All right, readers. Raise your hand if you’ve ever heard of the Hidalgo Treaty. Keep them raised if you have a clue what that treaty was all about. And keep your device’s camera on so I can take a tally.
Just kidding. No surveillance going on at this end of your web connection. However, I suspect the majority of hands out there are NOT raised.
Interesting fact #1 about the Treaty of Guadalupe Hidalgo: The document was signed on February 2, 1848. Ground Hog Day—at least since 1877. Please hold that thought until later.
I’m neither a lawyer nor historian. I’ve read the treaty, but I’ll leave interpretation of the actual wording to experts. Officially, the treaty ended the Mexican-American War. Actually, it facilitated a huge land grab in the favor of Uncle Sam. The basic history of much of the western US sums up to the following: Spain stole the “New World” western lands from the indigenous tribes. What became Mexico declared independence from Spain. Then the US essentially annexed (stole, with the help of “The Bear Flag Rebellion”) a huge chunk of Mexico. Those Mexicans deciding to remain in what is now known as California and parts of nearby states were supposed to have their land titles protected. Fat chance of that. A historical example of “white privilege.”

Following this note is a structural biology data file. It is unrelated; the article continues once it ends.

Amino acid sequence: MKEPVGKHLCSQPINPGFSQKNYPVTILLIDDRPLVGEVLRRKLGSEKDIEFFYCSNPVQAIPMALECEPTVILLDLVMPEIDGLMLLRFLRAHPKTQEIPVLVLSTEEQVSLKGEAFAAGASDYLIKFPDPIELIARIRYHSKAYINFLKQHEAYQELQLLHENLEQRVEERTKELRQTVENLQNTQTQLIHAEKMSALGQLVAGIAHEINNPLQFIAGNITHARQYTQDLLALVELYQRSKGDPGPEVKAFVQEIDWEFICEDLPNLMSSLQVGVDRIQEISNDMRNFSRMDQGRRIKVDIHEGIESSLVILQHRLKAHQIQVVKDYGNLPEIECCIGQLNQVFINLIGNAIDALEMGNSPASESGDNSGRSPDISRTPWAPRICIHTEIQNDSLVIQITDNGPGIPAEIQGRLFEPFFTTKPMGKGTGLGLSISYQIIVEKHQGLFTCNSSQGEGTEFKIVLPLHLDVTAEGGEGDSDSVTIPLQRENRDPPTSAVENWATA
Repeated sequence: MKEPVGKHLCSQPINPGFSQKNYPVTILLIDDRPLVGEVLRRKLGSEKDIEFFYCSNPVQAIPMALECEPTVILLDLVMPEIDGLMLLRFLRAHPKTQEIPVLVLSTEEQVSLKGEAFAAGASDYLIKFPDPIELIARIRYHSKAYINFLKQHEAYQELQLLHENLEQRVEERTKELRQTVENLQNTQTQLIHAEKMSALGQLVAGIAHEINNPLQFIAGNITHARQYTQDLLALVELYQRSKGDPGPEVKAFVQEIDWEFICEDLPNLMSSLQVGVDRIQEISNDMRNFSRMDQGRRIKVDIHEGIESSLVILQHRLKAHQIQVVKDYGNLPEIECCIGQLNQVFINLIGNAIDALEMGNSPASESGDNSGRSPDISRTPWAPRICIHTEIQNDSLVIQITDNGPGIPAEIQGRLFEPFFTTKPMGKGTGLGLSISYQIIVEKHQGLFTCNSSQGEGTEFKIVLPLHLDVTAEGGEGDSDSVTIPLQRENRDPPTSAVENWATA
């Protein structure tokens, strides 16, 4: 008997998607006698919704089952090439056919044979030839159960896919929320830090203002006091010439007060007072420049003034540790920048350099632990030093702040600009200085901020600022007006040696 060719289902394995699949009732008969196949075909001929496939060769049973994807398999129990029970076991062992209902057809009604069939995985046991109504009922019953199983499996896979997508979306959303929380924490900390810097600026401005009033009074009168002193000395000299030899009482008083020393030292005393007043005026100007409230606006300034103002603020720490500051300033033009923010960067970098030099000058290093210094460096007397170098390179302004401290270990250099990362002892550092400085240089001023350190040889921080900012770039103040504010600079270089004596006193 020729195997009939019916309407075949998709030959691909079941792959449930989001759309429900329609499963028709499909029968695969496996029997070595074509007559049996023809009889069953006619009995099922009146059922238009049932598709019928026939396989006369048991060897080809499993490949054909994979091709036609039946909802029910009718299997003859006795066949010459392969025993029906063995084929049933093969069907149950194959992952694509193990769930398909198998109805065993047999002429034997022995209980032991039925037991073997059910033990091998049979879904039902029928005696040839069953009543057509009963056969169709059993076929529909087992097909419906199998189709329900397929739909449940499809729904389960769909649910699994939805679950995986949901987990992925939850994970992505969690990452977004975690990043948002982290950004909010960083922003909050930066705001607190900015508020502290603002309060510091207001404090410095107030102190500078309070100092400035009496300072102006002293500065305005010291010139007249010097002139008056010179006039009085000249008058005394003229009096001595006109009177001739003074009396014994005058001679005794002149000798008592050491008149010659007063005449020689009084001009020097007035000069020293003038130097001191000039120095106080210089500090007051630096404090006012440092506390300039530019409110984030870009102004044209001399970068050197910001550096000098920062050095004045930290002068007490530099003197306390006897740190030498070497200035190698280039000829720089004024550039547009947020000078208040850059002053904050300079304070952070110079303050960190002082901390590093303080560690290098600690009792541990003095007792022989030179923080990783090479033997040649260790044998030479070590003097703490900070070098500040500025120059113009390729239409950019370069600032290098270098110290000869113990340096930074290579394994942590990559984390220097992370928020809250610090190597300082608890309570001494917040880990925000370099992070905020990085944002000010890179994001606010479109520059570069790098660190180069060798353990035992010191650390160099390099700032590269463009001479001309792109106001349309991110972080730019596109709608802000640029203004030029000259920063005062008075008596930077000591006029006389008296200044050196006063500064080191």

You may agree. You may protest. Hey, what gives lily-white Laurel Anne Hill the standing to talk about anything?
My father was half Mexican, as was my first husband. My indigenous DNA isn’t much, only 7-9%. But my Mexican ancestors have been giving me lots of dreams and advice for 30 years. That’s one reason why it took me 20 years to write my award-winning spirits-meet-steampunk novel about a young Latina, “The Engine Woman’s Light.” I didn’t dare make a mistake. That’s one reason why I’ve spent the past 15 years working on a “spirits meet the Bear Flag Rebellion” novel. Sand Hill Review Press, the publisher of “The Engine Woman’s Light” is reviewing my latest manuscript. Please keep your fingers crossed for me and my main character, Catalina Delgado.
I grew up in poverty. In many of my stories—no matter where or when they take place—one of my themes (like Ground Hog Day) keeps returning. The lower classes of society can make a huge positive difference.
Stay tuned for Part II. I’ll delve into my personal experiences and some of the books I’ve read while researching the Bear Flag days.
With warm regards,
Laurel Anne Hill
Author and Former Underground Storage Tank Operator